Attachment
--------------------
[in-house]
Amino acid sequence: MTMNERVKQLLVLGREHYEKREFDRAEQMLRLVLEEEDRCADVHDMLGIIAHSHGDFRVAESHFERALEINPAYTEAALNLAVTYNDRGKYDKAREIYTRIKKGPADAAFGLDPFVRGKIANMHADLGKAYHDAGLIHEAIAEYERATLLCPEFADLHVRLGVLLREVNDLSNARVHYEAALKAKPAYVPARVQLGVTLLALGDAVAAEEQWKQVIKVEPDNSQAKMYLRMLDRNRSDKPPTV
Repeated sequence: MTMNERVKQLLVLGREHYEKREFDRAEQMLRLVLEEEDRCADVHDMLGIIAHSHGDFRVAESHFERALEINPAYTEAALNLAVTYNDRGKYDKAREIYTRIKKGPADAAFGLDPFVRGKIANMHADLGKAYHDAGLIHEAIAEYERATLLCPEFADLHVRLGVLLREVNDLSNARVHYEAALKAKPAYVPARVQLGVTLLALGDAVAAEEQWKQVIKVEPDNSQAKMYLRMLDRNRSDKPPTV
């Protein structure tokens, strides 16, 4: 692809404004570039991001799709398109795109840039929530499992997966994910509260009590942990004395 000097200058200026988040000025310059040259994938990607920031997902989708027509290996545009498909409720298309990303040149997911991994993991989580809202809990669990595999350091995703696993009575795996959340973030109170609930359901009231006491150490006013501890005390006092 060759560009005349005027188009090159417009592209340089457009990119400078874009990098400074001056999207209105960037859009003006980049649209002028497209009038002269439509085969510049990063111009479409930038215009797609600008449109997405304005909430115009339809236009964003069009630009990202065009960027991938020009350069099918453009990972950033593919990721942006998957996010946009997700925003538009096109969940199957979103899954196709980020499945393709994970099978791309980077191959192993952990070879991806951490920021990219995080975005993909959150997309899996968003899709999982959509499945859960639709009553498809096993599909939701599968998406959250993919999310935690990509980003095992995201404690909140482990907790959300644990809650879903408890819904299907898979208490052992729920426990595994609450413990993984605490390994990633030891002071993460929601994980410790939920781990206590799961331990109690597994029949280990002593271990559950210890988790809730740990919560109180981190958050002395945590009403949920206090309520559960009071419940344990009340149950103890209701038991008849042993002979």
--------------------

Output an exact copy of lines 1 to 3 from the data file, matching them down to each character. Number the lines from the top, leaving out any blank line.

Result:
[in-house]
Amino acid sequence: MTMNERVKQLLVLGREHYEKREFDRAEQMLRLVLEEEDRCADVHDMLGIIAHSHGDFRVAESHFERALEINPAYTEAALNLAVTYNDRGKYDKAREIYTRIKKGPADAAFGLDPFVRGKIANMHADLGKAYHDAGLIHEAIAEYERATLLCPEFADLHVRLGVLLREVNDLSNARVHYEAALKAKPAYVPARVQLGVTLLALGDAVAAEEQWKQVIKVEPDNSQAKMYLRMLDRNRSDKPPTV
Repeated sequence: MTMNERVKQLLVLGREHYEKREFDRAEQMLRLVLEEEDRCADVHDMLGIIAHSHGDFRVAESHFERALEINPAYTEAALNLAVTYNDRGKYDKAREIYTRIKKGPADAAFGLDPFVRGKIANMHADLGKAYHDAGLIHEAIAEYERATLLCPEFADLHVRLGVLLREVNDLSNARVHYEAALKAKPAYVPARVQLGVTLLALGDAVAAEEQWKQVIKVEPDNSQAKMYLRMLDRNRSDKPPTV